Nick Swisher only played one season for the Chicago White Sox, so I had to chuckle the year after he was dearly departed when I saw a fan wearing a Swisher shirt in the bleachers. The fan committed his allegiance to Swisher longer than the team had. It probably cost him more than $100, too.
The point is, with the advent of free agency, the sheer amount of player movement, it’s more difficult than ever to throw your heart and soul, never mind your wallet’s contents, behind an individual player. Do you really want to pay a hefty sum for a jersey that will be out of fashion in a year? Will you feel like a dork when you go to the park and display it when your favorite dude is now hustling merchandise for another team, not to mention hustling in their outfield?
It strikes me that baseball personnel acquisitions are a lot like acquiring a new girlfriend. You are excited about the prospects. You root for it to work out in the long term. But if you are wise you withold a little piece of your heart so it doesn’t get broken again.
When I was a kid (and we are talking eons) rosters were much more stable. Players on the fringes who mostly sat the bench or reclined in the bullpen except in hopeless-cause games were still disposable and might come and go. But no player of consequence ever walked away. The blockbuster trade was the way to move players who were starters or All-Stars. You really did feel closer to players who were there year after year, even if they hardly won a game for your team.
The way journalism was back then (no one used the word media to describe the people who covered games) we didn’t usually find out if a player was a bad dude not worthy of our admiration, so things were jake as long as Jake was around. It really was a case of my team, my guys. Anyone wearing the uniform was on your side and even though it happened sometimes, you never really dwelled on whether a player would be back the next season. Now we start hearing about players being in the last year of their contract half-way-through their next-to-last signed season. Fans spend more time wondering whether Joe is going to be on the team next year than how much help he is providing this year.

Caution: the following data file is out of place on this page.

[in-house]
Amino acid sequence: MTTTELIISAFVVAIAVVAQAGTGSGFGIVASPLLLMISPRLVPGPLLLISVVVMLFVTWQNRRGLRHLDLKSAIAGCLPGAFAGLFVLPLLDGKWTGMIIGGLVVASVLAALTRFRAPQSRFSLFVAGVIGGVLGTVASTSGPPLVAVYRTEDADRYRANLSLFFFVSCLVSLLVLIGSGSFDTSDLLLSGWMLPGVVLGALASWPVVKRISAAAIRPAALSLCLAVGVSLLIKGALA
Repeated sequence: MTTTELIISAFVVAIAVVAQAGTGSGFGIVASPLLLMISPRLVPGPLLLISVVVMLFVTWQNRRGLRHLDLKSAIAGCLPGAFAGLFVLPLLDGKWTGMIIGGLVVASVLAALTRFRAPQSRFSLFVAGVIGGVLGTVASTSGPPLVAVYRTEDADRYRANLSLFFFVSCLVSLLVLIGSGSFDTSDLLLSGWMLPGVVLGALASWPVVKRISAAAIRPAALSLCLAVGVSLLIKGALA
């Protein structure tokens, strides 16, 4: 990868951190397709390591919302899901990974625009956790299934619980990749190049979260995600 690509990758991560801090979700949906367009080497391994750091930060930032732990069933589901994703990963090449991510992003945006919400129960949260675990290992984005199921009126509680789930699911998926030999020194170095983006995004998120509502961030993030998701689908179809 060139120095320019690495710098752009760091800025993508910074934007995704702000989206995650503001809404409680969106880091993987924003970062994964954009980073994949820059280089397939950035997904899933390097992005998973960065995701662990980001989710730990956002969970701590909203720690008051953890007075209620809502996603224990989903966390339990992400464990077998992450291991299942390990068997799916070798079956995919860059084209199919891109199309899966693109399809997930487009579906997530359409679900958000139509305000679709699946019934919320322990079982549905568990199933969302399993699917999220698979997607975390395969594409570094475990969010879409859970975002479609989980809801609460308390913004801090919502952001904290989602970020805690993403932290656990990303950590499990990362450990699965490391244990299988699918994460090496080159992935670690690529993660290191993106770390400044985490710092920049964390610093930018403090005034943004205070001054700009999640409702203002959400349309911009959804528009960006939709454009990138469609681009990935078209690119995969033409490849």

Fans don’t like to be told they must be patient and wait for the franchise to build a winner. They want a winner right now. Their allegiance is much stronger to the front of the jersey than to the back of the jersey, to the place where it reads “Chicago” compared to the place where it reads “Swisher.” They get over the comings and goings as long as the big picture looks promising. The lights must have got in the eyes of Mr. Big Spender who bought the Swisher shirt. Maybe he invested on two-for-one beer night or something.
Now if Mark Buehrle ups and leaves in free agency after 12 years on the mound for the Sox, hearts will break. But he has given a lot to the club for a long time, so it will still be socially acceptable, even if a bit sad, for fans to wear Buehrle jerseys to U.S. Cellular Field next season. With luck, Buehrle will still be wearing his White Sox jersey, too. If not, the same fans will transfer their hearts to the guy who takes his place, wishing and hoping that he becomes a 15-game winner.